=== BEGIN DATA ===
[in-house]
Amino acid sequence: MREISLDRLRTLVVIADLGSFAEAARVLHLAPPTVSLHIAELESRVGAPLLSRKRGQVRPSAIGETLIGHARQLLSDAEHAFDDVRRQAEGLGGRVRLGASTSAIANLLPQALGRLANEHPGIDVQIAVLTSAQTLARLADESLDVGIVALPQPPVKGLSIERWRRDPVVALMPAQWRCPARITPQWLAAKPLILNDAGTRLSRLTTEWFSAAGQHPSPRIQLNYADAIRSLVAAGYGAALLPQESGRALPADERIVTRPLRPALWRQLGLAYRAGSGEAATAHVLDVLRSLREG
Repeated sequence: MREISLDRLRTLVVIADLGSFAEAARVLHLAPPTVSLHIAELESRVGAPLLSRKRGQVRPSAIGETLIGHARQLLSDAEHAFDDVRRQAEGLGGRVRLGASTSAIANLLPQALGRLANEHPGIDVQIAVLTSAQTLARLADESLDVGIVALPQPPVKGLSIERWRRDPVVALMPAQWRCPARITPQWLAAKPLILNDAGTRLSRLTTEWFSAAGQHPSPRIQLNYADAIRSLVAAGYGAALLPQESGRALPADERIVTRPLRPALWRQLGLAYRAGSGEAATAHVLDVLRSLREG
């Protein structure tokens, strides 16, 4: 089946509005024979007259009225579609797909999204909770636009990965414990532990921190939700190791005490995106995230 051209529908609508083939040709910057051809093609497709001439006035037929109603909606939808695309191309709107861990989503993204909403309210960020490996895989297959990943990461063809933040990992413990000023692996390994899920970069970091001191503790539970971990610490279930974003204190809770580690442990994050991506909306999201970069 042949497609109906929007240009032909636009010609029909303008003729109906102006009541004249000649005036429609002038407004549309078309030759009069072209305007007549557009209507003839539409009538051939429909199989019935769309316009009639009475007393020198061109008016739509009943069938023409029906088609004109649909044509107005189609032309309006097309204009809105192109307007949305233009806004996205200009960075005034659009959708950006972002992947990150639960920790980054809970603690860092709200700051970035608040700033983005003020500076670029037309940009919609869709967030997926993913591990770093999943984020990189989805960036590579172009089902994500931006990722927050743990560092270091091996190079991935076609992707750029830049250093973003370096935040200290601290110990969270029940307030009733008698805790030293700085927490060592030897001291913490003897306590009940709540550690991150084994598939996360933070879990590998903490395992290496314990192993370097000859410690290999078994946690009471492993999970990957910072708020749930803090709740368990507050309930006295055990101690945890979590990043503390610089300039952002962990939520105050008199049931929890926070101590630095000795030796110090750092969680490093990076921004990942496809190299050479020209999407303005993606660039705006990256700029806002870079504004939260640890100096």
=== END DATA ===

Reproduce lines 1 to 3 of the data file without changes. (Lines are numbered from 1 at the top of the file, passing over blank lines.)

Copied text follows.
[in-house]
Amino acid sequence: MREISLDRLRTLVVIADLGSFAEAARVLHLAPPTVSLHIAELESRVGAPLLSRKRGQVRPSAIGETLIGHARQLLSDAEHAFDDVRRQAEGLGGRVRLGASTSAIANLLPQALGRLANEHPGIDVQIAVLTSAQTLARLADESLDVGIVALPQPPVKGLSIERWRRDPVVALMPAQWRCPARITPQWLAAKPLILNDAGTRLSRLTTEWFSAAGQHPSPRIQLNYADAIRSLVAAGYGAALLPQESGRALPADERIVTRPLRPALWRQLGLAYRAGSGEAATAHVLDVLRSLREG
Repeated sequence: MREISLDRLRTLVVIADLGSFAEAARVLHLAPPTVSLHIAELESRVGAPLLSRKRGQVRPSAIGETLIGHARQLLSDAEHAFDDVRRQAEGLGGRVRLGASTSAIANLLPQALGRLANEHPGIDVQIAVLTSAQTLARLADESLDVGIVALPQPPVKGLSIERWRRDPVVALMPAQWRCPARITPQWLAAKPLILNDAGTRLSRLTTEWFSAAGQHPSPRIQLNYADAIRSLVAAGYGAALLPQESGRALPADERIVTRPLRPALWRQLGLAYRAGSGEAATAHVLDVLRSLREG